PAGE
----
When it comes to inventing new tech ideas, it’s so tempting to target the consumer market. You’re living out your daily life and out of that context you think: what about this new cool app that could do this and that … consumers would love it. Right?
The problem with retail apps is that they’re asking consumers to spend a little bit extra on top of what they’re already spending. While a good deal of their budget is dedicated to entertainment, that money is not currently untouched – it’s all being spent already. So when you come along with your cool app and ask someone to spend, you’re asking them to switch their spend from something they’re already enjoying so much that they’ve been willing to pay for it.
If you’re going to be successful in the consumer space, you need to take one of two approaches:
A. Out-Compete Other Entertainment
If you’re inventing something fun or entertaining, the normal approach is a “gap-mentality”. That means that you identify some idea or improvement that doesn’t yet exist, and you assume that this creates an opportunity for spend. That’s not necessarily the case.
What you need instead is a “more-fun-than-mentality”. Even if your product is unique in what it does, it still has massive competition. It might not have competitors in its local space, but oh boy does it have its work cut out in the global entertainment space. Sure, users are looking for new experiences, but they’ll most likely only *pay* for what they trust to entertain them. Your product doesn’t have to be unique, it has to be better-than.
B. Stealing Offline Spend
The big money opportunities in the consumer space are not additions in areas that are already well covered, but in daily-lifestyle areas that are not currently online. Basically, think of everything people spend that isn’t online: shopping at a supermarket, filling their car with petrol, paying fees at a tollbooth, paying for a rollercoaster ride, buying indigenous crafts from road-side stalls, paying for cleaning services, etc.
In South Africa, for example, the traction of online supermarket spend has been very, very slow. This represents a massive proportion of consumers’ monthly budget, and while the tech work required to get that wheel turning is so big, that’s where the BIG money is.
But That’s a Diversion
The fact is: the sector that makes the most money in new tech is industry-related products. I’ve heard a figure of two-thirds of profits, but I don’t have the links to confirm this. Why such success?
1. Spend Money to Make Money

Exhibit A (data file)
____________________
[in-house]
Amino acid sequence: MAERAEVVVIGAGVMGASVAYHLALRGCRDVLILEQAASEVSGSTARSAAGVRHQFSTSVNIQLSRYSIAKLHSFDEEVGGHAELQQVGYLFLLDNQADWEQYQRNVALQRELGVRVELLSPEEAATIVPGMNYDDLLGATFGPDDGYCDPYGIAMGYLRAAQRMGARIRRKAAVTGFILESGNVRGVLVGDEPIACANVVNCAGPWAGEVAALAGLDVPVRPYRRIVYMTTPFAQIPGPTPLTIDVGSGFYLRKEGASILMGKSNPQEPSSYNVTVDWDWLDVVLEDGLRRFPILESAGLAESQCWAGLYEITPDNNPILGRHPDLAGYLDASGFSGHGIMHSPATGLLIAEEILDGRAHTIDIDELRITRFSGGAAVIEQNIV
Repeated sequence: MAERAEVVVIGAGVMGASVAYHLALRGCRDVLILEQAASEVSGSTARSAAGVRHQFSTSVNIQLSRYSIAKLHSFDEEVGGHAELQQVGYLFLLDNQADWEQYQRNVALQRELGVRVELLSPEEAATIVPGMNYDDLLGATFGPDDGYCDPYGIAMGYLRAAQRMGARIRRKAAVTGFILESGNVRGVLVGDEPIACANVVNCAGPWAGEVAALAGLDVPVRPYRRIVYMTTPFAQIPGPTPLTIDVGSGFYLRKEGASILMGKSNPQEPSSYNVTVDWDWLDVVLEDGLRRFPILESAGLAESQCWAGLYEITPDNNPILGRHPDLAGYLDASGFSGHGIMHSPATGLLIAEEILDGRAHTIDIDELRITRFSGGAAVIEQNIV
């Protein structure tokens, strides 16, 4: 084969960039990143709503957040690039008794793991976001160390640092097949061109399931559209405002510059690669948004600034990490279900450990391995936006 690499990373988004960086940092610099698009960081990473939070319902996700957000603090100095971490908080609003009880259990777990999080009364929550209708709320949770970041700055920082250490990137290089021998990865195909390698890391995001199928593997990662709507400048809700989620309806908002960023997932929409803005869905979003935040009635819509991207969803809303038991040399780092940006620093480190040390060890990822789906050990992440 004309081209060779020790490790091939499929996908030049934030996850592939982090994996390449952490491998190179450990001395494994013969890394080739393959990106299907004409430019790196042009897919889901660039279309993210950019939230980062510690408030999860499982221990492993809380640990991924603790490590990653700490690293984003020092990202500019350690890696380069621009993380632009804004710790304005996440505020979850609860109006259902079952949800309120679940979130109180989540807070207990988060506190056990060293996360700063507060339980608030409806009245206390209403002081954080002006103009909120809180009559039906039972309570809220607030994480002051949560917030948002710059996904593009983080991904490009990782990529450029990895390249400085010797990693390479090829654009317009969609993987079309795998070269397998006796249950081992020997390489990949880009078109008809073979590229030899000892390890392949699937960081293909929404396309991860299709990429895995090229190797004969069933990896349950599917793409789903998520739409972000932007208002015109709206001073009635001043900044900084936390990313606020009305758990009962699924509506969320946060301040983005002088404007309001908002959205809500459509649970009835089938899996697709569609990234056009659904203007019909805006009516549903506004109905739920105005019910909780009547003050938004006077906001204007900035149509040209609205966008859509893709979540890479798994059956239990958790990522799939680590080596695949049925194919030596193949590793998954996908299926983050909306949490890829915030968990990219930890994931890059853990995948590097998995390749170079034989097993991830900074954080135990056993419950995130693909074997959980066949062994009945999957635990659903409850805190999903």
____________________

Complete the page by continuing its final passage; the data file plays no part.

Business has a vested interest in improving its practice, because it looks for competitive advantage, which translates to more profits. Where consumer entertainment spending is essentially a black hole, business can motivate spending on technology because it can pay itself off through increased productivity and new market access.
2. Instant Scale
Marketing to consumers either requires a 1-to-1 personal sales effort (one market push resulting in one sale), or mass advertising in a space that is heavily crowded. Marketing to business is a 1-to-many effort – one sales push can result in 10 or 10,000 purchases. Additionally, when you do choose to advertise on mass scale, you typically use media that are specialised for the industry, cheaper, and not nearly as crowded by advertisers.
Business products are often very specific to a field. If you develop an app that measures polyglobomorphinules per square foot (I made that up), there’s a strong possibility that you’re meeting a specific unfulfilled need in a market with few competitors. Consumer products have such broad appeal that it would be rather surprising if someone hadn’t already thought of your idea and implemented it. Niche business products also have the advantage that they’re usually requested by the industry needing them, meaning you already have a guaranteed sale.
4. Staff Retention: A Business Case for Happiness
Business constantly combats a disease called “bureaucratic-malaise” (I made that up too). It means that staff become irritable and disillusioned when the company technology seems to be waging war on their happiness and productivity. If staff don’t actually pack their bags and take their in-house knowledge and training with them, they put a spanner in the industrial cog of efficiency. Purely for the sake of maintaining work ethic, business has a vested interest in paying for the best products on the market. That’s money in the pocket for innovators.
Coming up with new business ideas is predominantly focused on improving processes, and occasionally about inventing entirely new ways of doing things. If you’re creative, it doesn’t take long to identify opportunities – a simple chat with a few disgruntled staff should do the trick. While many of their hassles are personnel and process based, there are regular opportunities for a smart bit of tech to jump in and save the day. And make money for everyone.
Out of interest, our own tech firm, Think Tank, is predominantly business-focused, and we’ve been continuing our trajectory of new business apps that tackle business challenges. Let us know if there’s a need that we might be able to service.